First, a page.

by Susanna Zaraysky, author of Language is Music
Have you ever heard a song on the radio that you haven't heard in a decade and you surprise yourself by singing all the lyrics?
Music and catchy jingles can stick in our minds for years while names of people, places, and memorized data disappear. Music engages more areas of the brain than language does.
Don't focus your language learning on vocabulary lists and grammar charts. Get the beat on and add some music, TV, radio and movies.
I've met people who have learned almost perfect American English accents by watching TV shows from the US. They didn't get their accents from their English teachers in school. They were having fun being entertained and learned American pronunciation in the process. I've also met people who have learned Spanish and Portuguese from Latin American telenovelas. All of these people had never lived in the Americas. They learned through the media. So can you!
I know how powerful music is because I studied 10 languages and speak seven (Russian, English, Spanish, Italian, Portuguese, Serbo-Croatian, and French) with perfect or almost perfect accents. I was able to do this because I listened to language like music and internalized the prosody and melodies of the languages. I also studied grammar, but it's a lot easier and more fun to study grammar rules when you actually like the language you are learning. You can learn to like your target language by finding movies, TV shows, music and radio programs that you like. Plus, you remember the grammar rules better when you know verses from songs that display these rules, irregular verb conjugations, idioms, etc.
For example, when I was learning the imperfect subjunctive (the case denoting doubt) in Spanish, it was much easier for me to remember the "como si" construction that necessitates the following verb to be conjugated in the imperfect subjunctive because I remembered the verse from the famous song Besame Mucho, "Besame mucho como si fuera esta noche la última vez" (Kiss me a lot as though tonight were the last night). "Fuera" is the imperfect subjunctive of the verb ser (to be) in Spanish. I knew the song long before I learned the imperfect subjunctive verb tense in Spanish, so it was easy to remember why the notion of doubt (as though tonight) would change the verb tense. This shows that music can not only help you learn the accent and rhythm of the language, but it can reinforce and illustrate grammar.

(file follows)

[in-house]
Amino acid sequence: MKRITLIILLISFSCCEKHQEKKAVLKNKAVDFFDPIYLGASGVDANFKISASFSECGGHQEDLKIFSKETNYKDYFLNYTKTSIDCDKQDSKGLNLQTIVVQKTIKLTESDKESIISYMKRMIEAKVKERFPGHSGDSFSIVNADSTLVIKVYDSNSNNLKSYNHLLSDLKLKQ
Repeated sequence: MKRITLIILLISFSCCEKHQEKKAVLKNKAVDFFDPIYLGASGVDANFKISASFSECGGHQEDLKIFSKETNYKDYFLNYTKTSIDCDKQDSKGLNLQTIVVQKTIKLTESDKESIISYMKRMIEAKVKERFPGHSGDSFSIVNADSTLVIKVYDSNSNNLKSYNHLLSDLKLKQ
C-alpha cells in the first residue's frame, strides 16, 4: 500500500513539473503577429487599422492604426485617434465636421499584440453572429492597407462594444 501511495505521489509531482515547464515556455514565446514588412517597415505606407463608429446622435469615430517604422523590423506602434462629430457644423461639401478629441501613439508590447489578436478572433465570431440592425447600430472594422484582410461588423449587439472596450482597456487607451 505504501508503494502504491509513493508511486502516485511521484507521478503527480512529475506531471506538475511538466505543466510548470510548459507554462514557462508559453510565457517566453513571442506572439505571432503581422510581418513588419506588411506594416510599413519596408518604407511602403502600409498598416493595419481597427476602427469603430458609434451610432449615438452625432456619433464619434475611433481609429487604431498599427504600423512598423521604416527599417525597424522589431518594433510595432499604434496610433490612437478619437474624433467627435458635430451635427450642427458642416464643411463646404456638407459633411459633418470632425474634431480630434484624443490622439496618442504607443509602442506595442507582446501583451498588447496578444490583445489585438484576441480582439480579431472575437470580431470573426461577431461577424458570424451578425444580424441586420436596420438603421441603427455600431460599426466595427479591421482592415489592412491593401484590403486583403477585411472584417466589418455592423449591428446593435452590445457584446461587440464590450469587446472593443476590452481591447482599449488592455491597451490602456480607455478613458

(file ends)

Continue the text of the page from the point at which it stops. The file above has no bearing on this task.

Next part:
Just turn on your radio, relax and get in the groove of your new tongue. Paying attention to media in your target language introduces you to the phonetical and grammatical structure of your new tongue. After you get used to the melodies of your new languages, then you can insert the grammar and vocabulary. Listen first. Speak later.
Enjoy the learning process and you will learn much more! I've written Language is Music, a short and easy-to-read book about how to learn foreign languages using music, the media and other free and low-cost resources. I want more people to become multilingual and I think that using fun resources like music and movies can be an excellent way to get people excited and engaged in language learning. Having studied many languages myself, I know how boring foreign languages classes can be and I want to help students and teachers to enliven the language learning process with some tunes and media. Turn up the music and turn on the language-learning! You can find out more info about Language is Music online at: www.languageismusic.com or on Amazon.
Susanna speaks seven languages (English, Russian, French, Spanish, Italian, Portuguese, and Serbo-Croatian) with excellent accents because she learn languages like she learns music. She has also studied Hungarian, Hebrew and Arabic. After teaching English in Argentina, Bosnia and the United States, she realized how to make foreign language learning fun and easy through listening exercises and music.
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